Coon, Cheryl. Books to Grow With: A Guide to Using the Best Children's Fiction for Everyday Issues and Tough Challenges. Portland: Lutra Press, 2004.
This author really did her homework in creating this resource of issue-related recommendations falling under such clear and helpful headings as sharing, bullies and teasing, feelings, fears, babysitters, stuttering, being gifted, boasting, lost teeth, honesty, sleepovers, self-esteem, adoption, moving, glasses, divorce, strangers, aging, illness, disabilities, death, teasing, making friends and many more. Each entry has publishing information, a line-long description of art style, and specific considerations for sharing (such as "read-aloud," "intermediate readers," "multicultural") followed by a succinct description of each book's content. With character education enjoying wide popularity in school curricum, and students (and teachers and parents!) contending with more social challenges than ever before, there are so many occasions for use, allowing even a novice librarian to seem expert in prescribing bibliotherapy when requested. So the next time you have an issue, don't reach for a tissue...grab this title instead!

Related resources for reader's advisory and collection development: A bonanza of booklists.

Lima, Carolyn W. Rebecca L. Thomas. A to Zoo: Subject Access to Children's Picture Books. Santa Barbara: Libraries Unlimited, 2008. Teachers working thematically? Child wants a book on a particular topic? Go ahead, look up any old theme under subject headings, subject guides, bibliographic guides, title indexes, and illustrator indexes, and you'll find a nice long list of picture books that relate to the theme. This book is golden when it comes to helping teachers plan units, creating thematic story times, or trying to remember "that book about a train." One of the snappiest places on the web to go to find out the most current releases in children's literature, with an especially helpful focus on "tween" reading (for 9-12 year olds). Besides very nice descriptions of the latest novels and updates on series books that are so useful for collection development, it's a source for author interviews, contests, a guide to how to make your own book club and regularly updated information about which books are being made into movies and what's coming out in paperback. Kid-friendly, this is a site that you and your students can use--and enjoy--together.

Kidlitophere Central: The Society of Bloggers in Children's and Young Adult Literature. A cyber-collective of professionals and enthusiasts who regularly and critically review the best brand-spanking-new books for young people. Grab a nice cup of cocoa and spend an afternoon going though the blogroll to discover names and tastes you trust, and that you can visit regularly and add to your "reader" to stay current.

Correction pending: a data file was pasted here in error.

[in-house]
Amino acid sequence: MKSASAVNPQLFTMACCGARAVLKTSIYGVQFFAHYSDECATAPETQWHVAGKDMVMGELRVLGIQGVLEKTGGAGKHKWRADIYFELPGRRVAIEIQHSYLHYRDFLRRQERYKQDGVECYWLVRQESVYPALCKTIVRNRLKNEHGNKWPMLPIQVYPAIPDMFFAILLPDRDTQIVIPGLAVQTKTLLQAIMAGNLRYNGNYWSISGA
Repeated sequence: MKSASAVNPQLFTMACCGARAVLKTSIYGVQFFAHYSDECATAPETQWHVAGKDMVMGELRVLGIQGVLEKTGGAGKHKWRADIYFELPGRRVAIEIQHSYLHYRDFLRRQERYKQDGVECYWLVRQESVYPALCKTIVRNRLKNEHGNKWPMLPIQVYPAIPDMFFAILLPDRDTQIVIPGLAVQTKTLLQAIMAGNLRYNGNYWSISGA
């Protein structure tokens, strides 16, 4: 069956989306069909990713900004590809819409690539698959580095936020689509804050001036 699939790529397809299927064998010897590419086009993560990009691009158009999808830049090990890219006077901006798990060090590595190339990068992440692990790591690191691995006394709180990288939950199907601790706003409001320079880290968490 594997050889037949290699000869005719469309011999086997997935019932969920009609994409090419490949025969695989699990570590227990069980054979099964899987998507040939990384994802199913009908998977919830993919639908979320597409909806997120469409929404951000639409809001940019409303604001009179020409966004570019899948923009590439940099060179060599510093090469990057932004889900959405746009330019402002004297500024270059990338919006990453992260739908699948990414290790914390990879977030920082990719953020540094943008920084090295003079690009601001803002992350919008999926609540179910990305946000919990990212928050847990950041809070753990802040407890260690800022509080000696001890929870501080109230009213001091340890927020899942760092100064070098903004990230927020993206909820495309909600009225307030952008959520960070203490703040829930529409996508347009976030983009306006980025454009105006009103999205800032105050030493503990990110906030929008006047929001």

Bauer, Caroline Feller. This Way to Books. Bronx: H.W. Wilson, 1983.
Yes, I know it's from 1983. Yes, I know it's out-of-print. But during a youth librarianship class, someone mentioned that she wished there was someone out there who still had the vim for children's literarure that the mother of children's libraries, Anne Carroll Moore, embodied. I think Bauer captures that energy in a modern context. The author of many inspiring and pragmatic resource books for teachers, this one is my most dog-eared, containing a little sampling of all of her best ideas and how-to's. She introduces skills and sources for standard library practices such as storytelling and booktalking, but also brilliantly presents ideas that are out of the box: creating museum-like exhibitions in the library based on children's own collections and interests, hosting poetry presentations, playing games, and even initiating a schoolwide "parade of books" that I was able to undertake successfully for many years with the help of her model. So many books about programming focus on the youngest child, but Bauer prepares her professional readers to create fun things to do for patrons across the grade levels. Another valuable aspect of this book that is hard to find elsewhere is that she addresses fundraising, and offers over thirty suggestions for earning money to buy books, even integrating programming as she goes (penny collections while celebrating Lincoln's birthday, for instance). This is a real-world librarian sharing her expertise and her contagious enthusiasm with great generosity. A thorough index will help you find just when you need when you can't savor the pages of this book like a visit with an old friend.

Related resources for programming and promotion:
Puppet? $28. Picture Book? $16.95. Paper plates, popsicle sticks and and yarn? $8.99.
Knowing what you're going to do at storytime? Priceless.